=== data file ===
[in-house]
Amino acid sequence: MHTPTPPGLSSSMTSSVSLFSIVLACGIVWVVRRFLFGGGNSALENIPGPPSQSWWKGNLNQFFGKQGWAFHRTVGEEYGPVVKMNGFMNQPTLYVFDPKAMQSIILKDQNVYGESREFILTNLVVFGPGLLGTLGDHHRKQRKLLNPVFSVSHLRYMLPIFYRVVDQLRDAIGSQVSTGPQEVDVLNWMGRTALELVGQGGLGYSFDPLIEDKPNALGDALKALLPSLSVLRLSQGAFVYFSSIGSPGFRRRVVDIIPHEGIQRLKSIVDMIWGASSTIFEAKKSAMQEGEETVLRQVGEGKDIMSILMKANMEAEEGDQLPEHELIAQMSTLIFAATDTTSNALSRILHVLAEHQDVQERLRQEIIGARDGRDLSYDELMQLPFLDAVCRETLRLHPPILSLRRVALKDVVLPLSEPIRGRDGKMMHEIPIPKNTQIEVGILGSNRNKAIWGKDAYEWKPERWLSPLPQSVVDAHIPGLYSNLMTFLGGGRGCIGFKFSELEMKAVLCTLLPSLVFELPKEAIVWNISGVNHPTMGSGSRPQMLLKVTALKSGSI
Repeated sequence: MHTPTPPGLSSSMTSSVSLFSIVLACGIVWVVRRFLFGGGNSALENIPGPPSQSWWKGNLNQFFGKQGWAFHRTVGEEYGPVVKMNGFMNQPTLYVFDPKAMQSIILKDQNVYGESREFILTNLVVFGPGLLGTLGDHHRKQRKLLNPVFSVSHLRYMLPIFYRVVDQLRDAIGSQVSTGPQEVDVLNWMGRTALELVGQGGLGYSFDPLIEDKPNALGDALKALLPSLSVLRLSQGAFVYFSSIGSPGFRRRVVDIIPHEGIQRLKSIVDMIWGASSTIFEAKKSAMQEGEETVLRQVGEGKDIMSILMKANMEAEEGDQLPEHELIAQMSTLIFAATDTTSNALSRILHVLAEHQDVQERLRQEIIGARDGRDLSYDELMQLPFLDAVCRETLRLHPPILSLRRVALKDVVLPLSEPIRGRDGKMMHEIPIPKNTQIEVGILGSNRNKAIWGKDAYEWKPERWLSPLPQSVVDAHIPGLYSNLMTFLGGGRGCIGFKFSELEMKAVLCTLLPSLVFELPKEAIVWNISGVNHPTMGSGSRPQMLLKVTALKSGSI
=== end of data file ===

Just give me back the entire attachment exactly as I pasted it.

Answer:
[in-house]
Amino acid sequence: MHTPTPPGLSSSMTSSVSLFSIVLACGIVWVVRRFLFGGGNSALENIPGPPSQSWWKGNLNQFFGKQGWAFHRTVGEEYGPVVKMNGFMNQPTLYVFDPKAMQSIILKDQNVYGESREFILTNLVVFGPGLLGTLGDHHRKQRKLLNPVFSVSHLRYMLPIFYRVVDQLRDAIGSQVSTGPQEVDVLNWMGRTALELVGQGGLGYSFDPLIEDKPNALGDALKALLPSLSVLRLSQGAFVYFSSIGSPGFRRRVVDIIPHEGIQRLKSIVDMIWGASSTIFEAKKSAMQEGEETVLRQVGEGKDIMSILMKANMEAEEGDQLPEHELIAQMSTLIFAATDTTSNALSRILHVLAEHQDVQERLRQEIIGARDGRDLSYDELMQLPFLDAVCRETLRLHPPILSLRRVALKDVVLPLSEPIRGRDGKMMHEIPIPKNTQIEVGILGSNRNKAIWGKDAYEWKPERWLSPLPQSVVDAHIPGLYSNLMTFLGGGRGCIGFKFSELEMKAVLCTLLPSLVFELPKEAIVWNISGVNHPTMGSGSRPQMLLKVTALKSGSI
Repeated sequence: MHTPTPPGLSSSMTSSVSLFSIVLACGIVWVVRRFLFGGGNSALENIPGPPSQSWWKGNLNQFFGKQGWAFHRTVGEEYGPVVKMNGFMNQPTLYVFDPKAMQSIILKDQNVYGESREFILTNLVVFGPGLLGTLGDHHRKQRKLLNPVFSVSHLRYMLPIFYRVVDQLRDAIGSQVSTGPQEVDVLNWMGRTALELVGQGGLGYSFDPLIEDKPNALGDALKALLPSLSVLRLSQGAFVYFSSIGSPGFRRRVVDIIPHEGIQRLKSIVDMIWGASSTIFEAKKSAMQEGEETVLRQVGEGKDIMSILMKANMEAEEGDQLPEHELIAQMSTLIFAATDTTSNALSRILHVLAEHQDVQERLRQEIIGARDGRDLSYDELMQLPFLDAVCRETLRLHPPILSLRRVALKDVVLPLSEPIRGRDGKMMHEIPIPKNTQIEVGILGSNRNKAIWGKDAYEWKPERWLSPLPQSVVDAHIPGLYSNLMTFLGGGRGCIGFKFSELEMKAVLCTLLPSLVFELPKEAIVWNISGVNHPTMGSGSRPQMLLKVTALKSGSI